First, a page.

Intaba Teas of Africa
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Recent Tasting Notes
What luck getting the TTB during the holidays. There’s no way I’d be able to sample so many teas in one week while I’m working. However, I’m starting to feel a bit overloaded on tea. I might have to take some samples out and spread it out a bit.
Anyway – about this tea! It’s pretty much what the name says: Rooibos and lemongrass. Nothing amazing but not bad either. It’s just okay and a bit on the bland side. Not a tea I would stock up on but it was nice trying it out.
From the GCTTB. Red rooibos generally gets a ‘meh’ response from me at best, but the addition of the lemongrass livens things up a bit. It gives the tea a lemony flavour without any of the tart sourness that would accompany actual lemon fruit. So it’s not bad – but still not really something that I’d shell out money for.
My lovely friend Walton brought this back from South Africa for me. It’s a delightful tea with a natural sweetness and a pleasant orangey tang. I enjoy it well steeped but if you give it a wee swish it tastes lovely and delicate. Very refreshing when cooled, but I like it right warm before my bed.
So I absolutely loved the “fall back” this morning. But now that it’s afternoon, and the sun is already starting to creep down, I’m feeling a major afternoon slump coming on. I let the tea randomizer (jaydee.net) pick out this tea. It took a few goes to pick a decaf that I had at my desk. It’s a good, basic, no-frills cup that’s amazingly soothing this afternoon.
When I poured a cup of this, Mama France said that it smelled like medicine. Since she’s still recovering from sedation, I’m not considering her opinion valid.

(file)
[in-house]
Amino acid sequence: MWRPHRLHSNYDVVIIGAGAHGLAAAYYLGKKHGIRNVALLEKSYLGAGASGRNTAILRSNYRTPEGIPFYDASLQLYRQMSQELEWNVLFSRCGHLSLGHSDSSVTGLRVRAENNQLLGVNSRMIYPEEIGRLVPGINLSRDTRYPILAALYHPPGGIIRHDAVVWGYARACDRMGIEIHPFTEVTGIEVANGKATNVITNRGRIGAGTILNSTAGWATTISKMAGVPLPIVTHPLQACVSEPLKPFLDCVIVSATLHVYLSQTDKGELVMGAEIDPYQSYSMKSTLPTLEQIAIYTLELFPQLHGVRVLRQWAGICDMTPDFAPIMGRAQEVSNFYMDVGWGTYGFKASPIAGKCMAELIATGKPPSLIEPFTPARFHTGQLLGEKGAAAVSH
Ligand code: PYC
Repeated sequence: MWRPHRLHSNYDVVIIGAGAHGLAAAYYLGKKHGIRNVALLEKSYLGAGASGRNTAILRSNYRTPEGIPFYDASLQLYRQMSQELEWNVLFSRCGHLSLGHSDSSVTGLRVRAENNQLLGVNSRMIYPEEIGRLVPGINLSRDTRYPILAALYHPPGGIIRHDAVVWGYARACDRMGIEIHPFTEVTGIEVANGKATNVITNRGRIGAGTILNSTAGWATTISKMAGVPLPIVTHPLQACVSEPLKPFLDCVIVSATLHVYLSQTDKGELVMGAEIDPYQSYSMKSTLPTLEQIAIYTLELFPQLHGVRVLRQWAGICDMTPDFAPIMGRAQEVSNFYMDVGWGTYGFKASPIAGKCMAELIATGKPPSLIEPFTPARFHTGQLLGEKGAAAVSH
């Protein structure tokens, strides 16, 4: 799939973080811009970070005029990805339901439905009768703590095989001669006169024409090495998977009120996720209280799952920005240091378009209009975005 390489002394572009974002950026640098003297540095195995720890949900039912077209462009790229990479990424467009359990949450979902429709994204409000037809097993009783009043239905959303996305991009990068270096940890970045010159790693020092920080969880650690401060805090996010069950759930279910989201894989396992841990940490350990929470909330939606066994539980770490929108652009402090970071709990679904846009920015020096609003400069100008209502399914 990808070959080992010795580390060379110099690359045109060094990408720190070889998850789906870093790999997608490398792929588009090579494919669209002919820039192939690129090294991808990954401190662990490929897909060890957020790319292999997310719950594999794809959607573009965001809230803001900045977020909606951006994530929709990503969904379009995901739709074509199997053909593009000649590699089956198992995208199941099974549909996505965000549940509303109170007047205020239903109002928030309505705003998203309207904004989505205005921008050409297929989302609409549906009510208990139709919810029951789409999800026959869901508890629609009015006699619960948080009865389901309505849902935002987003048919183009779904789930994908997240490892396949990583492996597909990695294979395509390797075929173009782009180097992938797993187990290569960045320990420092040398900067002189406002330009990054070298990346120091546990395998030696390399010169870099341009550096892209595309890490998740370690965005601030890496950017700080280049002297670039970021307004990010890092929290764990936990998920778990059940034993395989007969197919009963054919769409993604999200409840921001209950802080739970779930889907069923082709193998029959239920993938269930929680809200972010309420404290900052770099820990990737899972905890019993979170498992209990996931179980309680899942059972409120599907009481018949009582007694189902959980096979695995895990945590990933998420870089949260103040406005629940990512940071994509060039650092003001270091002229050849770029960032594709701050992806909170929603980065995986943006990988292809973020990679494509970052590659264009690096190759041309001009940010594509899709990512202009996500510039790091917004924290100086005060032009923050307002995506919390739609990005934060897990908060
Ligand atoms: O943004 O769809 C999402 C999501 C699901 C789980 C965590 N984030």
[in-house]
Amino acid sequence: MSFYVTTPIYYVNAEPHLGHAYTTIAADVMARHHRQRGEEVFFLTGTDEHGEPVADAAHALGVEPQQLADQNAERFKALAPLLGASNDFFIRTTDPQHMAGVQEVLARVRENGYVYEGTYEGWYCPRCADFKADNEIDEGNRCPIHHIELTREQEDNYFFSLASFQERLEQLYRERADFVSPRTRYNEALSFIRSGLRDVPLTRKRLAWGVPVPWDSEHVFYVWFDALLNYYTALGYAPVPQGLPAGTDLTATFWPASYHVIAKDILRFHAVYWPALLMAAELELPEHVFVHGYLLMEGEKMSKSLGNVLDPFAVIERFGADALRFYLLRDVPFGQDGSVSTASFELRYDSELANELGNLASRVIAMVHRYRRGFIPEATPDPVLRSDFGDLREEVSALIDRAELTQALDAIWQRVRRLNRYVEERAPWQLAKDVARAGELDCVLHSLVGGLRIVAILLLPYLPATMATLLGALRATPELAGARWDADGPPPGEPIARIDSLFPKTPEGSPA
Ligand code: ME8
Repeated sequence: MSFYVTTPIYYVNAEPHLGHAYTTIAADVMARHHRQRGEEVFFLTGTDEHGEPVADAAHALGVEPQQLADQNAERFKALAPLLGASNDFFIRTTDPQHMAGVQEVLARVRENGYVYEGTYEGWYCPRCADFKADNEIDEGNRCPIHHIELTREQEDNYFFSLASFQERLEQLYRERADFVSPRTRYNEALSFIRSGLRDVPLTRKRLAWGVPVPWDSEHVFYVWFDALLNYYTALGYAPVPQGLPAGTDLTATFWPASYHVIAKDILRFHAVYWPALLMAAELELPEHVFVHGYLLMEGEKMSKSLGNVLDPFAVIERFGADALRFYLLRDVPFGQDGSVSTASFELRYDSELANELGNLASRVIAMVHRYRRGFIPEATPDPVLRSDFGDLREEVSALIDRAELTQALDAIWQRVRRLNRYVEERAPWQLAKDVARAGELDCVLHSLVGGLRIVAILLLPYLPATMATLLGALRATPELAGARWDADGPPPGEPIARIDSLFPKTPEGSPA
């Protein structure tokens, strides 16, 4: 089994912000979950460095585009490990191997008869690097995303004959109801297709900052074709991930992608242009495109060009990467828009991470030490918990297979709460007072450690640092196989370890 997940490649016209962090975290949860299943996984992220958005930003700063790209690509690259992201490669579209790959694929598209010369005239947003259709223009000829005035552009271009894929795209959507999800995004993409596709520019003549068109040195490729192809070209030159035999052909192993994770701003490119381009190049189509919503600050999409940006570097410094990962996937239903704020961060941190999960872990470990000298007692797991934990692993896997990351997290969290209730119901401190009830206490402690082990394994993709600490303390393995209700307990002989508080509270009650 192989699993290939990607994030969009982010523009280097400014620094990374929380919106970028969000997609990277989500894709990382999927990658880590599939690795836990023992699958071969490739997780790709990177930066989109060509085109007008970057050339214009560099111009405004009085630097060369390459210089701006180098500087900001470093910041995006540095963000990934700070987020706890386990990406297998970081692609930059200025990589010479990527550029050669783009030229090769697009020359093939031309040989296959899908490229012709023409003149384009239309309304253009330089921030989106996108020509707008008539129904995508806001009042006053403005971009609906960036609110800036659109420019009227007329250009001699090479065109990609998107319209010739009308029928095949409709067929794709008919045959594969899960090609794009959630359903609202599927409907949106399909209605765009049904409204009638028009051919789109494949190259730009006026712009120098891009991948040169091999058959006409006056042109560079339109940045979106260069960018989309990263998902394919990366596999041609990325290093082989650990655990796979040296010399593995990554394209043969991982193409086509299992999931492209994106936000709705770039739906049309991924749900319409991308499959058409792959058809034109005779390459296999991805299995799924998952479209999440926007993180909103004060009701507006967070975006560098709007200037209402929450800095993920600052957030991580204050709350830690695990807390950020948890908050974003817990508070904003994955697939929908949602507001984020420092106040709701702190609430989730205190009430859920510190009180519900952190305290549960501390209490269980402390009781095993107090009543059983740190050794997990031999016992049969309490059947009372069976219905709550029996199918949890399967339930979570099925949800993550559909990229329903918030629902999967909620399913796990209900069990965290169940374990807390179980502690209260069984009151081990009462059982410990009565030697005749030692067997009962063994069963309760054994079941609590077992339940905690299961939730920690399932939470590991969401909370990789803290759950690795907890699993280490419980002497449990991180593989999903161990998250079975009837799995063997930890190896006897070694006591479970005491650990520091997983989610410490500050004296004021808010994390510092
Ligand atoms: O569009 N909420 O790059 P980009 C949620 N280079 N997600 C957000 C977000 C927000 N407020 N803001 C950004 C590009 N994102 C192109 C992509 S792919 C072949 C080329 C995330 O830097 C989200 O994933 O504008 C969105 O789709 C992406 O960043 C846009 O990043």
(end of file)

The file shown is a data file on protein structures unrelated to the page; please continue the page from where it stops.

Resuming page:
It’s a deep amber in color. It tastes equally of honeybush and rooibos. It’s a fantastic blend when you want something calm, soorthing, and basic. No flavorings, nothing fancy, just a good, delicious cup.
I have no idea why I’m doing this….okay maybe I do, I’m just not sure about the wisdom of it. When I was reading up about honeybush tea a couple days ago I came across info that said that the British used to drink this as a tea substitute – complete with milk and sugar. Thus I felt compelled to add some milk to my honeybush and see if they were onto something – or just on something.
The colour the tea turned…I don’t even know what to call the colour. It’s a sort of pinkish, greyish, brown shade – very appetizing. D:
Fortunately, it tastes better than it looks. It reminds me of a very light black tea (maybe a Ceylon) with some berry flavour added to it. Not horrible, but it still pretty much killed the unique flavour that honeybush has. I think I’ll keep drinking it plain, thank you very much!
I’m reading up (ie. Googling) on the historical uses and health benefits of honeybush tea. Interesting stuff – aparently it’s thought by the San people of South Africa to be good for helping minor stomach and skin aliments, as well as aiding sleep, and acting as an expectorant for respiratory infections. :)
I remember having a conversation with someone on Steepster to the effect that honeybush tea can help with coughs and other respiratory problems. I hope it’s true, because my cold just won’t bloody GO AWAY!
It does seem to soothe my irritated throat at least. Mmmm honey. :)